Skinner Operant Conditioning Theory

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Operant conditioning is the reinforcement of a desired behaviour, learning can be achieved whereby a response will come to be controlled by association of a consequence. Operant conditioning is considered to be an extension of Edward Thorndike’s law of effect explained as a person changing their behaviour to replicate positive consequences and avoid negative consequences. B. F. Skinner, professor of Psychology at Harvard University, expanded on Thorndike’s theory (O'Donohue & Ferguson, 2001). This essay will analyse Skinner’s development of the theory of operant conditioning. Skinner’s theory and the studies he devised will be discussed and how they support operant conditioning.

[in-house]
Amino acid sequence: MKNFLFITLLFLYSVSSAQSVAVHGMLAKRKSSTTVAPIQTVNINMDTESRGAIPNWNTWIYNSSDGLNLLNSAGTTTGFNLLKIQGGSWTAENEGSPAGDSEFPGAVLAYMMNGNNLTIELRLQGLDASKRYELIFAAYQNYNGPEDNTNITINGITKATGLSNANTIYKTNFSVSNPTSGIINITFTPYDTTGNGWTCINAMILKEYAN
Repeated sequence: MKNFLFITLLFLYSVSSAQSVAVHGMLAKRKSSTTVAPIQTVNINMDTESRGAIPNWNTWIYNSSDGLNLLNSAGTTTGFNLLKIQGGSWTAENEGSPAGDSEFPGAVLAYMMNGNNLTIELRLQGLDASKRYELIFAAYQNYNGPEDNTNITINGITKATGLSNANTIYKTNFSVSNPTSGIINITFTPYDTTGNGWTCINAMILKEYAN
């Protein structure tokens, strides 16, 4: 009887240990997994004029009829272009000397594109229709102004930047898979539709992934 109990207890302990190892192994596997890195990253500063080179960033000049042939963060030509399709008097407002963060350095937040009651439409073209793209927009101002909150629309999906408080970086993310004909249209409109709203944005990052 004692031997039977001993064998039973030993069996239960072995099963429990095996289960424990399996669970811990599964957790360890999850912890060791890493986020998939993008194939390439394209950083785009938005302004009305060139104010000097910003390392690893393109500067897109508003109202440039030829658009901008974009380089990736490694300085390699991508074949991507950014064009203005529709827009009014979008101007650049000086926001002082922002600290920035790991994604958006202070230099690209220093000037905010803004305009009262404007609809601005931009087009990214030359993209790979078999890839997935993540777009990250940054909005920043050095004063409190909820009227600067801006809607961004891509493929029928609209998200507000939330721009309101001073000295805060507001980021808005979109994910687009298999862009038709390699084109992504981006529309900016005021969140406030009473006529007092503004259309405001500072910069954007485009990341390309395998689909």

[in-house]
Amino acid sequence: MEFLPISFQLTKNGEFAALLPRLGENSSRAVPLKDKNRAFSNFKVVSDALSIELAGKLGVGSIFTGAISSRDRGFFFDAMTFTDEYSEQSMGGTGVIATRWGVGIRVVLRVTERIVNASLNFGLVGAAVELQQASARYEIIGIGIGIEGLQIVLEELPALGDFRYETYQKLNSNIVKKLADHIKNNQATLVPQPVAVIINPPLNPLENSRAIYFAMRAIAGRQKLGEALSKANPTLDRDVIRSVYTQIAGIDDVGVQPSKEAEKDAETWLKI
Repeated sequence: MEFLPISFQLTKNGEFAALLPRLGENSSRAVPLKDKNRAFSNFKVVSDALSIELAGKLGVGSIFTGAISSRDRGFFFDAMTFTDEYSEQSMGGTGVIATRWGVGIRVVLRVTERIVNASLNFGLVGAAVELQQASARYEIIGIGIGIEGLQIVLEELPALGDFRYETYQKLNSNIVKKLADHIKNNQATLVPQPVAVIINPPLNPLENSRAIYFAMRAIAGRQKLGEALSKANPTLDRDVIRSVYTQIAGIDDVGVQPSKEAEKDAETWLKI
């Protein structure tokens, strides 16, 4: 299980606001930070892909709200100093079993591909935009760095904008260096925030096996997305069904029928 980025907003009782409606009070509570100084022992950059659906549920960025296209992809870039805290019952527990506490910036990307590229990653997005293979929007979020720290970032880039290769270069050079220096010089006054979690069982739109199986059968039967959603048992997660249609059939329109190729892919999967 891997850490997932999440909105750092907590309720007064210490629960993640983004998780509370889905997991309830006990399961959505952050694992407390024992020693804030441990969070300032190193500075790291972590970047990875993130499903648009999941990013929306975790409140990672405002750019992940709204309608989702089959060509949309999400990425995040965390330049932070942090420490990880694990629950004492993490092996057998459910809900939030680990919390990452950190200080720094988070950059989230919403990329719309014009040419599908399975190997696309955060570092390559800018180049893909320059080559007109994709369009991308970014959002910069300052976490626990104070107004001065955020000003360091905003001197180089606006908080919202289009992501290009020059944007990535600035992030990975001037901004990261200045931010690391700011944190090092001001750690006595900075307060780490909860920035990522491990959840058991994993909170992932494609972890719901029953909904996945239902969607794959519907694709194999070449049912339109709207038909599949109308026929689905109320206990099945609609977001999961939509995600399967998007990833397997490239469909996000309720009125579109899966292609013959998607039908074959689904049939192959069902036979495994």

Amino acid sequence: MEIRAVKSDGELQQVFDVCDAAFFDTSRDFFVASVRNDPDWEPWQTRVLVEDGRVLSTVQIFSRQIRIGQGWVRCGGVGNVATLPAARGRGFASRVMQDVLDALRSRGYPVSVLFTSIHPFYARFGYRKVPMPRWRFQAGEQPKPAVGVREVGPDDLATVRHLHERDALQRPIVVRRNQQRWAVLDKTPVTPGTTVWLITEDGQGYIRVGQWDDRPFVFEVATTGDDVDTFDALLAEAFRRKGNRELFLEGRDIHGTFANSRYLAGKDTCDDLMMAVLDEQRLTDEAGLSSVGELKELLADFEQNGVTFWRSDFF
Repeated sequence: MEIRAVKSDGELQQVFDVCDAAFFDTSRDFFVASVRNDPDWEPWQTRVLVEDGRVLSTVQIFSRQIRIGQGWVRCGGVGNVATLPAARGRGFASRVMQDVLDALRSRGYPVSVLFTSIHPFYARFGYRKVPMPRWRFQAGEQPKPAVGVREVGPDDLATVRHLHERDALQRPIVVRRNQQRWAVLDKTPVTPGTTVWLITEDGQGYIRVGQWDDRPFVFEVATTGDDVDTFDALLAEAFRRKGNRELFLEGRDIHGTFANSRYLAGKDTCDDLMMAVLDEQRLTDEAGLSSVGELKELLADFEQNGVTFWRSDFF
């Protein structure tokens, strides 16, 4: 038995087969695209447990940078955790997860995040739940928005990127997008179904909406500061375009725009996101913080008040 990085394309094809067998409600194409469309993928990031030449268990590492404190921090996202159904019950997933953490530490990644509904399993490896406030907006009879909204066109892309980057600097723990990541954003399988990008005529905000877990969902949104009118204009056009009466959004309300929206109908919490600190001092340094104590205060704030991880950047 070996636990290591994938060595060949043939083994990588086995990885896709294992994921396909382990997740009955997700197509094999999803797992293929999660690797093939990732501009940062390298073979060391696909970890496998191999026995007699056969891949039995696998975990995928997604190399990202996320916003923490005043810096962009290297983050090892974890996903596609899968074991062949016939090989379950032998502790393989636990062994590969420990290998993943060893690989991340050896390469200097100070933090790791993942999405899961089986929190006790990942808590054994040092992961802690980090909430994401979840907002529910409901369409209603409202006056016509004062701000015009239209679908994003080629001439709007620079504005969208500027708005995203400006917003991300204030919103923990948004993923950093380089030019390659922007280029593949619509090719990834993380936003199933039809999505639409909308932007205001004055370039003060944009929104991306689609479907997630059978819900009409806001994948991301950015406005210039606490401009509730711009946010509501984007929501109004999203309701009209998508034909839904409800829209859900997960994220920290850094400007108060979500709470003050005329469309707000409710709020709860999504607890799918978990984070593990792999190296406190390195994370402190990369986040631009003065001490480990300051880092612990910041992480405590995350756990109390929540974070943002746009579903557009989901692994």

Skinner’s studies were created to support his theory of operant conditioning. Skinner devised experiments that were based in a laboratory involved a box commonly called a Skinner Box. The aim of Skinner was to prove that operant conditioning was a more detailed theory than classical conditioning; by placing animals inside the box to be observed. In his experiments he used positive punishment that is adding an undesirable consequence for example electric shocks and positive primary reinforcement in this case it was food. Skinner using shaping explained as, instead of rewarding only when the subject exhibit a desired behaviour any behaviour is rewarded as long as it leads to the target behaviour. The continued reinforcement either positive or negative explained as the delivery of a consequence that

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